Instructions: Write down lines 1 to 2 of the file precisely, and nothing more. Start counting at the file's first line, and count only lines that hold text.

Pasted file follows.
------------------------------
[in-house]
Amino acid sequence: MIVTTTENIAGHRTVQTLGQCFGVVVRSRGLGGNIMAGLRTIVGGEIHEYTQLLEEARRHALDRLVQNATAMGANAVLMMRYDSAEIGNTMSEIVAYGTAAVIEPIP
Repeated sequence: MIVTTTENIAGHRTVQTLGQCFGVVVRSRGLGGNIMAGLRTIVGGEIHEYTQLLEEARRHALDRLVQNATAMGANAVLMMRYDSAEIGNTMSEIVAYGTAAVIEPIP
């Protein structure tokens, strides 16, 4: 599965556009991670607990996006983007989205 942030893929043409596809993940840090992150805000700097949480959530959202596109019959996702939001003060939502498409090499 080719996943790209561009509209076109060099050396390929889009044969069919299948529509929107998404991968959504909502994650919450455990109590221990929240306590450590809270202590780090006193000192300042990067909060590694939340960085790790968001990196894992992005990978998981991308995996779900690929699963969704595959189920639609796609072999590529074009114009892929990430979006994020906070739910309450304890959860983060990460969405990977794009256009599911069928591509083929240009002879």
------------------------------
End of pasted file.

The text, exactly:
[in-house]
Amino acid sequence: MIVTTTENIAGHRTVQTLGQCFGVVVRSRGLGGNIMAGLRTIVGGEIHEYTQLLEEARRHALDRLVQNATAMGANAVLMMRYDSAEIGNTMSEIVAYGTAAVIEPIP